The Kremlin, the past and 2020


Posted on: 6 January 2021 by James Pearce in 2021 posts


Kremlin, Moscow
Image by Alexander Savin via Wikimedia Commons.

2020 was meant to be a blockbuster year for the Kremlin: twenty years of Vladimir Putin, seventy-five years since the victory over fascism in the Great Patriotic War and constitutional changes approved overwhelmingly by the population in a referendum.

Instead, the Russian state had its most difficult year for a while. Russia was badly hit by the COVID-19 epidemic as it witnessed popular protests, uprisings, deposed leaders, and war break out in the post-Soviet space. The limits of the Kremlin’s hard and soft power were noted, particularly where rhetoric surrounding the past is concerned.

History is very present in the Kremlin. Since Putin became Russia’s president, there has been an ongoing attempt to create a more patriotic history, selectively borrowing from the Imperial and Soviet past, depicting success, and promoting a cohesive national identity. This has affected all areas of Russian life, from rewritten school textbook, new monuments, memorials, and national holidays. Even last month, veterans of Stalingrad were summoned by the FSB to provide evidence on new war crime investigations.

Since the Colour Revolutions 2003-05, Russia has championed a shared history in its foreign policy doctrines as a way of increasing its own attractiveness. Following the annexation of Crimea, this intensified, and the past was used to give the appearance of Russia being surrounded by hostile others (an argument used by Russian leaders since Ivan the Terrible).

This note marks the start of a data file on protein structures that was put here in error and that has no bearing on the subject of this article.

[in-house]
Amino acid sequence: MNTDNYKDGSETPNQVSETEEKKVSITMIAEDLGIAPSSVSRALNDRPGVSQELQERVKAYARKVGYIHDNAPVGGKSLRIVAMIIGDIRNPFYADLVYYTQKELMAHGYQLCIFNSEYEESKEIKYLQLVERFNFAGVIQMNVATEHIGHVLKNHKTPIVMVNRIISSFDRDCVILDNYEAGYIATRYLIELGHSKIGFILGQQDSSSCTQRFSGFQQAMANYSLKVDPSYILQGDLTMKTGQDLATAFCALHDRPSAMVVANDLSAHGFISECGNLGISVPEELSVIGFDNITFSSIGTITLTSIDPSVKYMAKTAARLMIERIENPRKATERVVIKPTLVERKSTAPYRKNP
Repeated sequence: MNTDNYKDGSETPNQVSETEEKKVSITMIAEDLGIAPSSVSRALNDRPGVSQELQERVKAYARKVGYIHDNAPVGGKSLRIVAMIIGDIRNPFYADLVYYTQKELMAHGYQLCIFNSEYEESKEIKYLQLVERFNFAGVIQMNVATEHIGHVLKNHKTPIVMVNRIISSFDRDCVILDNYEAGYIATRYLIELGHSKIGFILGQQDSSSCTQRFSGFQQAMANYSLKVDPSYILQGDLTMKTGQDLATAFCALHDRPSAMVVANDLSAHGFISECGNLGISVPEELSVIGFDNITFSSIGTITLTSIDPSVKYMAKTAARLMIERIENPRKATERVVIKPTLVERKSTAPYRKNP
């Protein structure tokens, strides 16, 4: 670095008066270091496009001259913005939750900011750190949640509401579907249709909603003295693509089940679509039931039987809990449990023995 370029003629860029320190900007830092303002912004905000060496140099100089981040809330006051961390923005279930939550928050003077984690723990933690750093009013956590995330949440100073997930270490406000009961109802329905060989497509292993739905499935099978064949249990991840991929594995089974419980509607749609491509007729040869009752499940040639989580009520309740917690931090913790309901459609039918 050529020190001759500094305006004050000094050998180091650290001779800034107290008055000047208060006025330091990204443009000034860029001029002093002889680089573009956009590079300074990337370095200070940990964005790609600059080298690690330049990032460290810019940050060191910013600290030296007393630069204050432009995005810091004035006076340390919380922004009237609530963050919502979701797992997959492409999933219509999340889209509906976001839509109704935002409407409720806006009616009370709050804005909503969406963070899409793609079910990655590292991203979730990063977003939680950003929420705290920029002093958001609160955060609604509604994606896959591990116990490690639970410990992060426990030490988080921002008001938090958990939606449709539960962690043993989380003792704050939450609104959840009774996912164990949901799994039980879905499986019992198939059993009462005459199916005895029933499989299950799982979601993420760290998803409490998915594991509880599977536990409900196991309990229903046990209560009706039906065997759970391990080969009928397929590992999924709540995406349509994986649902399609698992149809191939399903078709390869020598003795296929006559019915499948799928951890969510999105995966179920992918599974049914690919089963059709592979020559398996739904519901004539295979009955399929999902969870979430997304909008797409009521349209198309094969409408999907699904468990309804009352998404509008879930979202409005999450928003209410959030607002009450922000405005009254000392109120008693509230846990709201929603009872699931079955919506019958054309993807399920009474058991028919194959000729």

In 2020, this strategy has been a moot point.

In neighbouring Belarus, Russia’s closest cultural and political ally, it has been reluctant to get involved. Alyaksandr Lukashenka won what were widely believed to have been rigged elections. Ever since, Byelorussians have been protesting in the streets demanding his resignation. The European Union has recognised the exiled opposition leader the legitimate winner.

In the Caucasus, Russia’s most sensitive border, a conflict broke out in the autonomous region of Nagorno Karabakh. Although Russian guarantees Armenia’s security and shares deep cultural and historic ties, its military did not intervene. Instead, a ceasefire agreement was reached where Azerbaijan, backed by an emboldened Turkey, gained back Armenian occupied territories.

To round off, the pro-Russian candidate lost the presidential elections in Moldova. Its pro-European president-elect has already called for the removal of Russian troops from the ‘frozen conflict’ territory of Transnistria.

In fairness, the constitutional changes still went through; Putin could remain in office until 2036 and the national history is now protected by the constitution. The Victory Day parade still went ahead in June. Moreover, Russia’s economy was outperforming most of the G7 in December.

But the patriotic and shared past narratives are wearing thin at home and abroad. Unemployment has doubled and inflation is back to 2015 levels due to the pandemic. A few Russian regions are facing bankruptcy, and its people are spending most of their income on food. The (geo)political realities of the present cannot be explained away by the past.

 

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